What factors affect a Realtor's commission?

By: HowStuffWorks.com Contributors

In the United States, a Realtor's commission ranges from five to six percent. This commission is split evenly between the buyer's agent and the seller's agent [source: Linden]. The home seller is required to pay the commission fees. Several factors will affect how much of a commission a Realtor winds up with. For one thing, many Realtors are employed by real estate firms. Realtors frequently have to pay their firms anywhere from 30 to 50 percent of the commission amount [source: Lending Tree]. Realtors who don't work for a firm may still have to deduct a piece of the commission if they're working together with real estate brokers on a deal. While Realtors who are self-employed don't have to part with any of the commission they earn, they risk losing out to larger competitors.

While commissions are negotiable, the National Association of Realtors (NAR) strongly suggests that its members not charge less than five percent. The NAR believes that the high quality of service provided by its members justifies the full commission. According to the NAR, homes that are represented by certified Realtors sell at a higher rate than homes that don't make use of a Realtor [source: National Association of Realtors]. Still, whenever the housing market begins to cool, certified Realtors are more likely to consider lowering their commissions.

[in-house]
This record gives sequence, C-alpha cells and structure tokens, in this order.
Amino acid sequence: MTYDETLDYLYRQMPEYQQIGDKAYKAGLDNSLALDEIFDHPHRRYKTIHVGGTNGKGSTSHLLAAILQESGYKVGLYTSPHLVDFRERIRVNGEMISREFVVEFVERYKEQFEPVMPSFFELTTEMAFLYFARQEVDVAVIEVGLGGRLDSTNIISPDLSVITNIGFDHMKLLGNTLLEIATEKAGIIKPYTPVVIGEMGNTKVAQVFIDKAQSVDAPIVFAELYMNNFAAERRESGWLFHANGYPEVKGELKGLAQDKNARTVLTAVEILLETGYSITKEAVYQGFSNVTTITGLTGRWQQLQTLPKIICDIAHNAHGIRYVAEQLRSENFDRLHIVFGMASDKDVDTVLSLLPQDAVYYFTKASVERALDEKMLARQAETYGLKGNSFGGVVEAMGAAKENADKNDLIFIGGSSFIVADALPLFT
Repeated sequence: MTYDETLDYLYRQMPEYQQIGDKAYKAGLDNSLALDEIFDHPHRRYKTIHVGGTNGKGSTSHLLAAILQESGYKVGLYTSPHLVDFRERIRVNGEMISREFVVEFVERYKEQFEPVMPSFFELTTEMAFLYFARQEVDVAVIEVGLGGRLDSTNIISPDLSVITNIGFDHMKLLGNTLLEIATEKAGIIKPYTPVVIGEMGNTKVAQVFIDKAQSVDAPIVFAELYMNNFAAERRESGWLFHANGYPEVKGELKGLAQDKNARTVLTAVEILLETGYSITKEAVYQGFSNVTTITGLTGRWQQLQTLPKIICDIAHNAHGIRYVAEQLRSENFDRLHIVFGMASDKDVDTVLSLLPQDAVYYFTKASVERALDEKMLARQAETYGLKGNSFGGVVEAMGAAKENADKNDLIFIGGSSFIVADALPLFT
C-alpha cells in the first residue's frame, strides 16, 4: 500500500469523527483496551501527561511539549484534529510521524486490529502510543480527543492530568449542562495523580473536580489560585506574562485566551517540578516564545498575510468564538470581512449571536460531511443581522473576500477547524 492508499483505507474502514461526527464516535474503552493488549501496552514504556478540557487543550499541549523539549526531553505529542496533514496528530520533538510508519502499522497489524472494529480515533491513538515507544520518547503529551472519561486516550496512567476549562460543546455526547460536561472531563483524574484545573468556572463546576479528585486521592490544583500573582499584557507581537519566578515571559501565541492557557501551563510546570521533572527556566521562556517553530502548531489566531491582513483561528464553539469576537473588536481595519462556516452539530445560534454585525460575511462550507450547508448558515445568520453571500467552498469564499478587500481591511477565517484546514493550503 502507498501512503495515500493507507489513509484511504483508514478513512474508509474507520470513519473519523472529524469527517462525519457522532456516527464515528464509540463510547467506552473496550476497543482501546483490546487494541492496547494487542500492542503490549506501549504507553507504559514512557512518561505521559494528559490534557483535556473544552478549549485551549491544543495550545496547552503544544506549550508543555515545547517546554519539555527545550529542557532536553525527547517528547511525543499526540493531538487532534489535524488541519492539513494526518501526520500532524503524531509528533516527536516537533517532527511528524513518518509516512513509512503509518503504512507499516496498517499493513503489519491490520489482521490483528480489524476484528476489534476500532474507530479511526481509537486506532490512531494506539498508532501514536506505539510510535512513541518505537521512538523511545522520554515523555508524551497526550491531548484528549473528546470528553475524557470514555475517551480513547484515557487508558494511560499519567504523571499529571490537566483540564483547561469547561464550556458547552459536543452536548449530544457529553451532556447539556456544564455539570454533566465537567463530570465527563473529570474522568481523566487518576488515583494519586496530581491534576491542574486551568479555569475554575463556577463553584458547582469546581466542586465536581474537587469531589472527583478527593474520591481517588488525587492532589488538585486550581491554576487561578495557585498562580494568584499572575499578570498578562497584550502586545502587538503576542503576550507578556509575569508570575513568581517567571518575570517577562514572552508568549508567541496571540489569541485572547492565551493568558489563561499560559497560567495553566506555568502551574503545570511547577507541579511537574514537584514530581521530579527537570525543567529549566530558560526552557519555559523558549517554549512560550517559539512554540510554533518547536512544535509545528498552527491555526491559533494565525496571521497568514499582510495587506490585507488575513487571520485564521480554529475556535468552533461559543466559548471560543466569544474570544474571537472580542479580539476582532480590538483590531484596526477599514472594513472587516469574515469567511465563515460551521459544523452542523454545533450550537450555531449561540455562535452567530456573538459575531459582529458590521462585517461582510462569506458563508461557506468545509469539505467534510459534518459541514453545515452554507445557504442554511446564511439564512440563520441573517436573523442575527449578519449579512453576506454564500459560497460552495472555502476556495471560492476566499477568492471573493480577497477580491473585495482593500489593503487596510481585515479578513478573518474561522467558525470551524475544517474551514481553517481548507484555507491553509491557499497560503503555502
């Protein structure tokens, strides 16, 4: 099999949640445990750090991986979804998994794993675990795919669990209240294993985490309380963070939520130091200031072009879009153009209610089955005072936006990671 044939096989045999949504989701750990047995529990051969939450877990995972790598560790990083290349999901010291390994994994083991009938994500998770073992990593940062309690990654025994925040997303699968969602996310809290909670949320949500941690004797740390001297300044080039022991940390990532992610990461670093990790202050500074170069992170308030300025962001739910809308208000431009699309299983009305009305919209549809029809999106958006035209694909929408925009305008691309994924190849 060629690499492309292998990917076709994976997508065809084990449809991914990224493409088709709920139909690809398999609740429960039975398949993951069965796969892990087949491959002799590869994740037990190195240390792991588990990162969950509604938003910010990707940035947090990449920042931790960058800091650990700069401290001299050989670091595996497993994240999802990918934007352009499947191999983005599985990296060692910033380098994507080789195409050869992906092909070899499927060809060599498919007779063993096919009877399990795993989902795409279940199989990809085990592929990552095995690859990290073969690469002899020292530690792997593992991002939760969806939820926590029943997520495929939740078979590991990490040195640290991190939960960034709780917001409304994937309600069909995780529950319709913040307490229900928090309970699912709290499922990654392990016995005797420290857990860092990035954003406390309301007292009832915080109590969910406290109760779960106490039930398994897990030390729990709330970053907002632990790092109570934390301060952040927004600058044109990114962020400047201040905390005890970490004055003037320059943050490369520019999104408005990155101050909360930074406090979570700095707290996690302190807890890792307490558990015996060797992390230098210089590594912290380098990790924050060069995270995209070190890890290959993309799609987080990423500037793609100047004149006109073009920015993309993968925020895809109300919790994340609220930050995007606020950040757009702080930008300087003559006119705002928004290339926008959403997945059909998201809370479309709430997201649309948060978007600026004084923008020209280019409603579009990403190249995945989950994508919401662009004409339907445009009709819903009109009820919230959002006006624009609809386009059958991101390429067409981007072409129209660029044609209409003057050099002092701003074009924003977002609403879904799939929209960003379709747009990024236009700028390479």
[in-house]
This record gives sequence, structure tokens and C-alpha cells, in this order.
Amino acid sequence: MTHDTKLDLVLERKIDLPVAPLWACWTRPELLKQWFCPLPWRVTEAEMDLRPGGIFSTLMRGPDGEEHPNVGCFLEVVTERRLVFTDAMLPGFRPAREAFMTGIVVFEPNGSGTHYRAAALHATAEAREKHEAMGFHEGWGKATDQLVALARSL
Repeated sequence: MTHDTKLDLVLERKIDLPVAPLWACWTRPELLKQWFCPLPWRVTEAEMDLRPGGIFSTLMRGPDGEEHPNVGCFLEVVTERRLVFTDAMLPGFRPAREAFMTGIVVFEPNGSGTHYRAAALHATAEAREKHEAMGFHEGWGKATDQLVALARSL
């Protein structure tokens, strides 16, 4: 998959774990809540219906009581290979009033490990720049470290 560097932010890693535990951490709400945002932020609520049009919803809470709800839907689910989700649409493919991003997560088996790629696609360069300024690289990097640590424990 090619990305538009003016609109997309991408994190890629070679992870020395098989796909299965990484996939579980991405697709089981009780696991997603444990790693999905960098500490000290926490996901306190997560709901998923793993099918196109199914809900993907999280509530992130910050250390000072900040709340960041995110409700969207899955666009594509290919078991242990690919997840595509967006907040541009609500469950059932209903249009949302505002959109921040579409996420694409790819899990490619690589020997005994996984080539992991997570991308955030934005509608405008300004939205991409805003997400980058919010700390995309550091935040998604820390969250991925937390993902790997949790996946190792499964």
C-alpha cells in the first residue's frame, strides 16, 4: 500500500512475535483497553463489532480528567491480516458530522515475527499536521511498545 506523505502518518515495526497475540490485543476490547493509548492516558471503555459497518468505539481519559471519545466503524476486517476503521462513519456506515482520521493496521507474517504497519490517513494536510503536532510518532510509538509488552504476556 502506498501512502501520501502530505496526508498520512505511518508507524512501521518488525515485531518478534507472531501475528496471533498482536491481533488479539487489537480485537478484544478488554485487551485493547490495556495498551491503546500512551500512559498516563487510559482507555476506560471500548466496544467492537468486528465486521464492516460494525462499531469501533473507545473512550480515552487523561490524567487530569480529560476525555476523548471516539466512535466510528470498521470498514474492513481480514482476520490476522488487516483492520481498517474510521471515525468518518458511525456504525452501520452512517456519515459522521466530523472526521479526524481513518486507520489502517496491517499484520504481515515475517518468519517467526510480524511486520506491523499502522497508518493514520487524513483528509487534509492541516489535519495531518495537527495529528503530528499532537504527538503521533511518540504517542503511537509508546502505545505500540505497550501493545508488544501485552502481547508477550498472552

Due to the extremely competitive nature of the real estate business, the vast majority of Realtors aren't very likely to get rich. However, salaries tend to remain stable regardless of the current housing market [source: Goolsby]. In hot markets, the real estate field becomes saturated with agents, which decreases the number of homes that are available to each agent. In cold markets, the number of homes to sell dips, which leads to a drop in the number of agents in the field.